He was the younger son of Edmund Crouchback, 1st Earl of Lancaster, Earl of Leicester, a son of King Henry III by his wife Eleanor of Provence. Henry's mother was Blanche of Artois, Queen Dowager of Navarre.
Henry's elder brother Thomas, 2nd Earl of Lancaster, succeeded their father in 1296, but Henry was summoned to Parliament on 6 February 1298/99 by writ directed to Henrico de Lancastre nepoti Regis ("Henry of Lancaster, nephew of the king", Edward I), by which he is held to have become Baron Lancaster. He took part in the Siege of Caerlaverock in July 1300.
After a period of longstanding opposition to King Edward II and his advisors, including joining two open rebellions, Henry's brother Thomas was convicted of treason, executed and had his lands and titles forfeited in 1322. Henry did not participate in his brother's rebellions; he later petitioned for his brother's lands and titles, and on 29 March 1324 he was invested as Earl of Leicester. A few years later, shortly after his accession in 1327, the young Edward III of England returned the earldom of Lancaster to him, along with other lordships such as that of Bowland.
On the Queen's return to England in September 1326 with Roger Mortimer, 1st Earl of March, Henry joined her party against King Edward II, which led to a general desertion of the king's cause and overturned the power of Hugh le Despenser, 1st Earl of Winchester, and his namesake son Hugh the younger Despenser.
He was sent in pursuit and captured the king at Neath in South Wales. He was appointed to take charge of the king and was responsible for his custody at Kenilworth Castle.
Henry was appointed "chief advisor" for the new king Edward III of England, and was also appointed captain-general of all the king's forces in the Scottish Marches. He was appointed Constable of Lancaster Castle and High Sheriff of Lancashire in 1327. He also helped the young king to put an end to Mortimer's regency and tyranny, also had him declared a traitor and executed in 1330.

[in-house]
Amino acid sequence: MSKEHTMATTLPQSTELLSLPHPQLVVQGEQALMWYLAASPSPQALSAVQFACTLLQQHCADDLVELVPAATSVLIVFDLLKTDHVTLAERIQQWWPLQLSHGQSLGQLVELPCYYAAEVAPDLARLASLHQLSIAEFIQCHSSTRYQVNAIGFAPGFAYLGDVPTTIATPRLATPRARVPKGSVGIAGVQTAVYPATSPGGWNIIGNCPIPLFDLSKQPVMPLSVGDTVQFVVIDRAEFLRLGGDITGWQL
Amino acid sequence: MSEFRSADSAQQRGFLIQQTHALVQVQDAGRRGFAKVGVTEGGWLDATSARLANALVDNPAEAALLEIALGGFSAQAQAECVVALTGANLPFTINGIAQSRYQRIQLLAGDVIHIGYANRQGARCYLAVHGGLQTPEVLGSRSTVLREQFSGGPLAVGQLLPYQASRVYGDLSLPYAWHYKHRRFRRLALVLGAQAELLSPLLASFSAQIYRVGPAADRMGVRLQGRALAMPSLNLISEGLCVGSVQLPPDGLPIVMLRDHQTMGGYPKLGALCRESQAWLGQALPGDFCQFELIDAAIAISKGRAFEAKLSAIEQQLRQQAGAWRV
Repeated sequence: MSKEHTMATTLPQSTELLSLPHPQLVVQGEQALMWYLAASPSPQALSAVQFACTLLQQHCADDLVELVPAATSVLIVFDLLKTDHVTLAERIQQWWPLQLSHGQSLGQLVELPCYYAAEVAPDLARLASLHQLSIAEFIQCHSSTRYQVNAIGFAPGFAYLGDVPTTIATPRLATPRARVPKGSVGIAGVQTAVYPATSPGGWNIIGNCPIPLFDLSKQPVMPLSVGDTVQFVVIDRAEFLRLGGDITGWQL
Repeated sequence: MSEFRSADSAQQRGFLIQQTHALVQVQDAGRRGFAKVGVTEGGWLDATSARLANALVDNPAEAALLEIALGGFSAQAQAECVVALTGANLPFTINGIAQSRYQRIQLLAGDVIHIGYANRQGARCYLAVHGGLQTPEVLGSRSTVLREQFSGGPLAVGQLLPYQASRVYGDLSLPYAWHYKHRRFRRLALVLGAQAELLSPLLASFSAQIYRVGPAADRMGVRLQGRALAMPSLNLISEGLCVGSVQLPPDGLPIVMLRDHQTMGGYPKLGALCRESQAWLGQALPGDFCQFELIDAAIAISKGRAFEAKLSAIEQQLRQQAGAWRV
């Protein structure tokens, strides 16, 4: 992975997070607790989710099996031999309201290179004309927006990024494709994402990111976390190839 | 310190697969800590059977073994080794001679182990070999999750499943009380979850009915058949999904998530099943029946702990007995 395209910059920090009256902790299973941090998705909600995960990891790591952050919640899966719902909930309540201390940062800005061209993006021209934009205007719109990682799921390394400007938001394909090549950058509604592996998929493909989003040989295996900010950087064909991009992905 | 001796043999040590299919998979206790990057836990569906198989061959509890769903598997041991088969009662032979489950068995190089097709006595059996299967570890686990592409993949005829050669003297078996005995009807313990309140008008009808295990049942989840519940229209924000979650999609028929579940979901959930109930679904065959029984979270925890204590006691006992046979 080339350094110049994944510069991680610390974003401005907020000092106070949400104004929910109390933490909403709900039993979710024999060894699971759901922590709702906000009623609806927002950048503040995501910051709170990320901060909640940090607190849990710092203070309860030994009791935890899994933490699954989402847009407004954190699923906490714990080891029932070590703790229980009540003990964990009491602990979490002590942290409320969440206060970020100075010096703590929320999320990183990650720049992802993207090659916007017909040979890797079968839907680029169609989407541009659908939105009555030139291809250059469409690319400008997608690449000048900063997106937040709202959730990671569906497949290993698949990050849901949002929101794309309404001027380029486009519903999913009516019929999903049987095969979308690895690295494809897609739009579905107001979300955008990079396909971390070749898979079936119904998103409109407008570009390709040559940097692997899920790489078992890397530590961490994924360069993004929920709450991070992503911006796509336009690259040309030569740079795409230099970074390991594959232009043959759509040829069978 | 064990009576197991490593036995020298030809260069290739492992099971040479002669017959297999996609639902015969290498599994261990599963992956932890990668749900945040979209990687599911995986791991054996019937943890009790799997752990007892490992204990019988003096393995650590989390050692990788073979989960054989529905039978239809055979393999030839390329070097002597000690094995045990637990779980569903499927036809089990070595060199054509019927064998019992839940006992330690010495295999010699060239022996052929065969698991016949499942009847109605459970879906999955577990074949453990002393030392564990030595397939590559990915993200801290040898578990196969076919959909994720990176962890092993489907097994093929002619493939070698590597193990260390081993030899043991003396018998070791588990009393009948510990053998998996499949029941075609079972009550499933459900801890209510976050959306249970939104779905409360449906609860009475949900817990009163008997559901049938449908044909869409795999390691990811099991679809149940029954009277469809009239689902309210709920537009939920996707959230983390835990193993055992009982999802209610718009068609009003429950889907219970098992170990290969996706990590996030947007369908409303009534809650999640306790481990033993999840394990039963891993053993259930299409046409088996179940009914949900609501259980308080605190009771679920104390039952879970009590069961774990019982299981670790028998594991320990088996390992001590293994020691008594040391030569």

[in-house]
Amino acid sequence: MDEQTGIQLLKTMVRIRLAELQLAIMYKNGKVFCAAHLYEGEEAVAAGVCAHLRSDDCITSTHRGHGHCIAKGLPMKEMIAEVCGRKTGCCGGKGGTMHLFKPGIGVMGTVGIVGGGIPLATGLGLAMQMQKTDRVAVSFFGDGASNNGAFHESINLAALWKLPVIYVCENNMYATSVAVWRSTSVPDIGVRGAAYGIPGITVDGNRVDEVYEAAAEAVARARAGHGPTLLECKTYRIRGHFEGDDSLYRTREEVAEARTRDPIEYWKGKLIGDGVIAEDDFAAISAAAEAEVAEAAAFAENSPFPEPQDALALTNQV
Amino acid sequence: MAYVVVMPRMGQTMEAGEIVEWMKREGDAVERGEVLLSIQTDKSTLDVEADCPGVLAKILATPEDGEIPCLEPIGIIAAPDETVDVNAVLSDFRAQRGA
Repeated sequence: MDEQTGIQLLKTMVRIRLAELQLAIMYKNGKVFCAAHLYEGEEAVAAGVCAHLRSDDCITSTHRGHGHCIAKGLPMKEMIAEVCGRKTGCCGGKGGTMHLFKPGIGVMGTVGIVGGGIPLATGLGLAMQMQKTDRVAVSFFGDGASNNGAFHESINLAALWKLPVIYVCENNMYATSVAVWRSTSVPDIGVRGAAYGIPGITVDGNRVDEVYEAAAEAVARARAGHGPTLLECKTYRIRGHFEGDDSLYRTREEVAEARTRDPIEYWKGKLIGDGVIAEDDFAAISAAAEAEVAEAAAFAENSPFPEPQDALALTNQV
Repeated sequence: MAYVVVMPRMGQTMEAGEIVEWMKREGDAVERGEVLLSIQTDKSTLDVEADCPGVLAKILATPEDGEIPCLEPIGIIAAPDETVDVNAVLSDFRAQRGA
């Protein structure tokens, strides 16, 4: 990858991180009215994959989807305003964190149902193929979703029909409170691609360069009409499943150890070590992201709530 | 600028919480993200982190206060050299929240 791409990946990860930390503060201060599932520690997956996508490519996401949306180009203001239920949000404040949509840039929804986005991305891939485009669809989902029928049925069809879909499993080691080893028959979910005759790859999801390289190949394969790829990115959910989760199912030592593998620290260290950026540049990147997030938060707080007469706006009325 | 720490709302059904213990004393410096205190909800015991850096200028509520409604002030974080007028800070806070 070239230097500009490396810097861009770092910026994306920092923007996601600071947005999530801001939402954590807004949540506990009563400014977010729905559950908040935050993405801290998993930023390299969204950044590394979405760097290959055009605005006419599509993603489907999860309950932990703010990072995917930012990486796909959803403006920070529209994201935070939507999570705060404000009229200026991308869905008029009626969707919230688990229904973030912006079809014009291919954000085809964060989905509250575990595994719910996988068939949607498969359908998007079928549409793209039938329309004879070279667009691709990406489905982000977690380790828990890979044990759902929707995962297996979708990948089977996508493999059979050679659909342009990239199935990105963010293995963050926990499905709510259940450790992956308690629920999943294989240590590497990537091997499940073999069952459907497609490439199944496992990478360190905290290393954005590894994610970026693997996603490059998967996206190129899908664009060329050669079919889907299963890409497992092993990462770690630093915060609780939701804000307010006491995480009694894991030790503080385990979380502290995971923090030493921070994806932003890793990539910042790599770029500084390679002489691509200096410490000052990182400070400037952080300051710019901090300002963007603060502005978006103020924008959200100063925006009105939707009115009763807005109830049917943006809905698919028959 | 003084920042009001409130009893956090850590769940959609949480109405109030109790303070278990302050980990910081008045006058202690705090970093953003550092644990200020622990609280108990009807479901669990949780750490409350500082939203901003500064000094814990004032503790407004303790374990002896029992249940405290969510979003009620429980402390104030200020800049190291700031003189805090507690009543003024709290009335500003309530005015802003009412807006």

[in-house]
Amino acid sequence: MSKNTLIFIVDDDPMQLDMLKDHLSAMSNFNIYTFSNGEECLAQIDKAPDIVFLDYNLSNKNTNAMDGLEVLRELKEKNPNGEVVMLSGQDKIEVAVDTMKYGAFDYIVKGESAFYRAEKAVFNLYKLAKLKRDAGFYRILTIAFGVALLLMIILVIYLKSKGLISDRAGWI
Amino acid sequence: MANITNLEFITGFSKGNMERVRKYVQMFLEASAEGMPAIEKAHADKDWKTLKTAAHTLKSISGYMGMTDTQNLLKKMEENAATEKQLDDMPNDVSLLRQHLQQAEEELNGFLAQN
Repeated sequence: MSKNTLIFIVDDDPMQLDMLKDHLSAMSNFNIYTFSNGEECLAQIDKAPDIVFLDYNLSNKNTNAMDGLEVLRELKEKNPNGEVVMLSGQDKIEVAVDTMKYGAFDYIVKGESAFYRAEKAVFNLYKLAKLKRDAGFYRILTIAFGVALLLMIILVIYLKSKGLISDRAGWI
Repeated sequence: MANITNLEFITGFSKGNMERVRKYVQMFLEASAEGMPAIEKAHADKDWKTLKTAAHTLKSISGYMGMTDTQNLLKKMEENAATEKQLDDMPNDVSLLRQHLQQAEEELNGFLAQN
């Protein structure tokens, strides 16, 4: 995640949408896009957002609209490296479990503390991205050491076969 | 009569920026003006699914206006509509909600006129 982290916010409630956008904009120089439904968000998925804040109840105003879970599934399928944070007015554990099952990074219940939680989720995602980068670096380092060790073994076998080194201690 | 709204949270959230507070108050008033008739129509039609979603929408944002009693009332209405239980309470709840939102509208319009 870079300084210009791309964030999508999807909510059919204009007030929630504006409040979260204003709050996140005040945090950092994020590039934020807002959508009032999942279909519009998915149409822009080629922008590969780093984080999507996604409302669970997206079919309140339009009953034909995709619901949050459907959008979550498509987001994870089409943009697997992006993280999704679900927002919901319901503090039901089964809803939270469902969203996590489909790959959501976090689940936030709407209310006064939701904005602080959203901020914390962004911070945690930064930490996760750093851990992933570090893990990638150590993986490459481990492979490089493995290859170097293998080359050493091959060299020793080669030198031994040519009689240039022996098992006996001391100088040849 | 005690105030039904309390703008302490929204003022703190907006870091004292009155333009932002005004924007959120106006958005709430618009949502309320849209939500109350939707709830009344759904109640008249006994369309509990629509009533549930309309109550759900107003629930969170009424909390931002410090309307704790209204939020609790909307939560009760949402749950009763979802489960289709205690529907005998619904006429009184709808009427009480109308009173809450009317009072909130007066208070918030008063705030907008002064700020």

In about the year 1330, he became blind.
Henry spent the last fifteen years of his life at Leicester Castle. There he founded a hospital for the poor and infirm in an extension of the castle bailey. It became known as the Newarke, and Henry was buried in the hospital chapel when he died in 1345. The king and queen attended his funeral. His son Henry of Grosmont, first Duke of Lancaster, had his father's remains moved to the collegiate Church of the Annunciation of Our Lady of the Newarke, which he had built when he enhanced his father's foundation.
According to Froissart, he was nicknamed Wryneck, or Tort-col in French, possibly due to a medical condition.
He was succeeded as Earl of Lancaster and Leicester by his eldest son, Henry of Grosmont, who subsequently became Duke of Lancaster.
He married Maud Chaworth, before 2 March 1296/1297.
Henry and Maud had seven children:Henry of Grosmont, 1st Duke of Lancaster, (about 1300–1360/61)
Blanche of Lancaster, Baroness Wake of Liddell, (about 1305–1380) married Thomas Wake, 2nd Baron Wake of Liddell
Maud of Lancaster, (about 1310–1377); married William de Burgh, 3rd Earl of Ulster and had descendants.
Joan of Lancaster, (about 1312–1345); married John de Mowbray, 3rd Baron Mowbray and had descendants
Isabel of Lancaster, Abbess of Amesbury, (about 1317-after 1347)
Eleanor of Lancaster, (about 1318–1371/72) married (1) John De Beaumont and (2) 5 Feb 1344/5, Richard FitzAlan, 10th Earl of Arundel and had descendants.
Mary of Lancaster, (about 1320–1362), who married Henry de Percy, 3rd Baron Percy, and was the mother of Henry Percy, 1st Earl of Northumberland and had descendants.
Prior to his restoration to his earldoms, Henry bore the royal arms of King Henry III, differenced by a bend azure. Upon his restoration, his difference changed, to a label France of three points (that is to say a label of three points azure each charged with three fleur-de-lys or.
Henry is a supporting character in Les Rois maudits (The Accursed Kings), a series of French historical novels by Maurice Druon. He was portrayed by William Sabatier in the 1972 French miniseries adaptation of the series, and by Romain Rondeau in the 2005 adaptation.